Money Can’t Buy Goodness

From the Magazine: “Money Can Buy a Lot of Things, But It Cannot Make You a Law-Abiding Citizen.”

Mockingbird / 8.24.21

Our newest issue of The Mockingbird magazine is now available to order. For a preview of the issue, peruse the opener below, written by the editor himself, CJ Green.

Did you know that the rich steal more than the poor? I don’t mean tax evasion (though probably that too). I mean shoplifting. I mean pilfering coffeemakers from Kmart, the way Andrew Francis Lippi III did in 2019 — just days after he bought an island. Lippi’s story is consistent with the findings of a famous study in the American Journal of Psychology: apparently those who made more than $70,000 per year were 30% more likely to shoplift than those who make $20,000 or less.

Cover illustration by Lehel Kovács.

Psychologists disagree about exactly why this is. Some theorize it’s self-medication — the thief is attempting to numb the pain of a personal crisis with the euphoria of theft. Others suggest that it’s simply easier for the rich to get away with it. Whatever the cause, the result is the same. You should worry less about the poor dude loitering by the door. It’s the guys who drive sports cars that you want to watch out for — at least if you work at Kmart.

Money can buy a lot of things. It can put a roof over your head, for starters, and food in your mouth. It can make you safer, healthier, and, to an extent, even a little bit happier, contrary to the old adage. But money cannot make you a law-abiding citizen. It cannot make you good.

Perhaps this is why Jesus had so little use for it. He lived the life of a drifter, traveling from town to town “with no place to rest his head.” It’s not that he was unconcerned with physical wellbeing. (After all, he healed the sick and fed the hungry.) But first and foremost he set out to forgive sins — to reconcile immoral people to a perfectly moral God.

But none of us, obviously, are Jesus. We desire money for safety, for security, to demonstrate our success — and to feel justified. Money is a measure of our enough-ness, yet somehow we can never have enough. As the reporter Alex Williams once wrote in the New York Times, even “for those at the top, too much is never enough … The rich, unlike the leisured gentry of old, tend to work longer hours and spend less time socializing.” They may be considered “super rich,” or even “post-economic,” but they “derive transcendent meaning from capitalism.”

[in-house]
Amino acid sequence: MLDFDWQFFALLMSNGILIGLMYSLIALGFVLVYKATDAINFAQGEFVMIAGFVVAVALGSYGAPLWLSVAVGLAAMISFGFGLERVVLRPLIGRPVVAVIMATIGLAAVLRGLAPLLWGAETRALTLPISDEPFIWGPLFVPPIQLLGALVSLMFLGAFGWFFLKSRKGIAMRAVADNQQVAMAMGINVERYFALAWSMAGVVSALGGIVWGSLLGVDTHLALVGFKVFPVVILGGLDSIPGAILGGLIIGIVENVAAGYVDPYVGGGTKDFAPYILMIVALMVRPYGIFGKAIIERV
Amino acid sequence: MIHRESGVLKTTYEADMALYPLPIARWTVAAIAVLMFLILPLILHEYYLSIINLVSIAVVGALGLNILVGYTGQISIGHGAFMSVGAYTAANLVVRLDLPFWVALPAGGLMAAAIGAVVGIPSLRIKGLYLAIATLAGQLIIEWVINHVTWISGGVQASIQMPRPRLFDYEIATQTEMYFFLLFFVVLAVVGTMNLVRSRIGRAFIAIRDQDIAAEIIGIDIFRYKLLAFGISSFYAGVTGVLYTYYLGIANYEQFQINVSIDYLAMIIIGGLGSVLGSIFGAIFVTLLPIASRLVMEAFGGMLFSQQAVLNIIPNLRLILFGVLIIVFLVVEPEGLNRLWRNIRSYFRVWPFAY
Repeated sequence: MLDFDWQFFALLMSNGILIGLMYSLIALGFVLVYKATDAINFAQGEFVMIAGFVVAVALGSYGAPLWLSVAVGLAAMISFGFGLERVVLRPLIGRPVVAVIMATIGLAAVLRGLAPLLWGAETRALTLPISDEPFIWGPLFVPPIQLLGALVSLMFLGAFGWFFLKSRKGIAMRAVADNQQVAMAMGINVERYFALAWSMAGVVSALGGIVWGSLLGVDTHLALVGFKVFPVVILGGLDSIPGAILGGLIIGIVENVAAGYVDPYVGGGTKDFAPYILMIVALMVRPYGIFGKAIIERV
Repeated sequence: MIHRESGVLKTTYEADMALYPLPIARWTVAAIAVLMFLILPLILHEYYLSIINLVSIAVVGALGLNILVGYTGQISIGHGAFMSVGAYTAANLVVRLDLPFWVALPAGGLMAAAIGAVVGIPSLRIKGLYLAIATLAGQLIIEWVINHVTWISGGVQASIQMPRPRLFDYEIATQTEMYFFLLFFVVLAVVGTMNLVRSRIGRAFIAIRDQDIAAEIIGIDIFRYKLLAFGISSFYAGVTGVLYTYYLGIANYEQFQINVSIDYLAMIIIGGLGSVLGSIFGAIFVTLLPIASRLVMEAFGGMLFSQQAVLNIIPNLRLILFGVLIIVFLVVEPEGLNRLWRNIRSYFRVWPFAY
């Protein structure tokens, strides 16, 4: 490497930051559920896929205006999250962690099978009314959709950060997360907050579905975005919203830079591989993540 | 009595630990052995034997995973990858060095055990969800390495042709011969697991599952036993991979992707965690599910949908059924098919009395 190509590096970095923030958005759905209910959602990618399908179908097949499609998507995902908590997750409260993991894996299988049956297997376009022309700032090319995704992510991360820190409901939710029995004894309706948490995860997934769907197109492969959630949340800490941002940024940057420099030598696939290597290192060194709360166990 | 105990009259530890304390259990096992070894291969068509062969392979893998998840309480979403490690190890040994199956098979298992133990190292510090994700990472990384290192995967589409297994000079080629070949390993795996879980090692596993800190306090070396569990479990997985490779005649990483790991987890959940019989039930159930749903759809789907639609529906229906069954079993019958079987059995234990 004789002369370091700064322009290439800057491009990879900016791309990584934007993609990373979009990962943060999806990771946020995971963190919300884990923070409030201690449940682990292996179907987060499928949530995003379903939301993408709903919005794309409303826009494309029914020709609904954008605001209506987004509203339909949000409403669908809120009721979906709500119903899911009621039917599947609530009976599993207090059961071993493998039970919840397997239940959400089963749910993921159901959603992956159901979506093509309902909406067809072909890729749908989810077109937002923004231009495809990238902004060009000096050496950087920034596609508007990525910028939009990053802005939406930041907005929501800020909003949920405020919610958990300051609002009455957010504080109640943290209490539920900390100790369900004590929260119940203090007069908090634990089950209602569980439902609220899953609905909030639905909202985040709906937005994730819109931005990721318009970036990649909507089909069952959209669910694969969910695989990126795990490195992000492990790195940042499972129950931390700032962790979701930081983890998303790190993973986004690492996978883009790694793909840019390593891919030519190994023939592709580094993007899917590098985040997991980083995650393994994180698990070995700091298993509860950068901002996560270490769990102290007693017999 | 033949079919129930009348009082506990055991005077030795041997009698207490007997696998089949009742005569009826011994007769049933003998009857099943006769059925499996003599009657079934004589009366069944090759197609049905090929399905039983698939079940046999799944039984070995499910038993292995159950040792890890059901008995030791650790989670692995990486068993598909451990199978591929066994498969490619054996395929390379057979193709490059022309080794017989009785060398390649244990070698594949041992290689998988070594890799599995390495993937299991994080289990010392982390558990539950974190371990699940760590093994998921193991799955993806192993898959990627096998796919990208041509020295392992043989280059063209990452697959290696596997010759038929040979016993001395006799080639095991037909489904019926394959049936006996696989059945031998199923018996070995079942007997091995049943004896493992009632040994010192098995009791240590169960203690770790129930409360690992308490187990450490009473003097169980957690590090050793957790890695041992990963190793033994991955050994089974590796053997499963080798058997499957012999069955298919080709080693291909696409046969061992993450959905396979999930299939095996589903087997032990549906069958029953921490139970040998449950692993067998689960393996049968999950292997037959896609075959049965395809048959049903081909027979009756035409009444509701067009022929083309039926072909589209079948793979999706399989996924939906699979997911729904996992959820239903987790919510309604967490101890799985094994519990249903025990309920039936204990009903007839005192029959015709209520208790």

I wish this were only the case for those people in that class. But for all of us in today’s economy, there is no income level at which the production line stops promising transcendent meaning.

I like the verse in Deuteronomy that says, “Remember the LORD your God, for it is he who gives you the ability to produce wealth” (8:18). We may speak of “earning” money, but it doesn’t truly come from us, and we cannot take it with us when we die. In this sense, money is not only a measure: it can also function as a gift. Maybe it’s five dollars tucked into a birthday card. But maybe it’s a life-changing amount, like a decent paycheck that you don’t feel you deserve. Nothing elicits so deep a sigh of relief as a deposit in the bank. And it’s that relief we desire when we desire money. The relief of knowing, for the moment, that you have enough. That you are enough.

In the following pages, you’ll find our best attempts to untangle the complicated knot of money and faith. We examine poverty, aspiration, and middle-class guilt. We have interviews about economic precarity, the theology of capitalism, and the social psychology of possession (material and spiritual). You’ll find writing from stockbrokers, poets, priests, moms, and more. Per usual, we arrive at the gamble of faith from all different places. But the outcome, I think, is right on the money.

You can order The Mockingbird here. Hard copies are shipping this week!

Illustration by Lehel Kovács.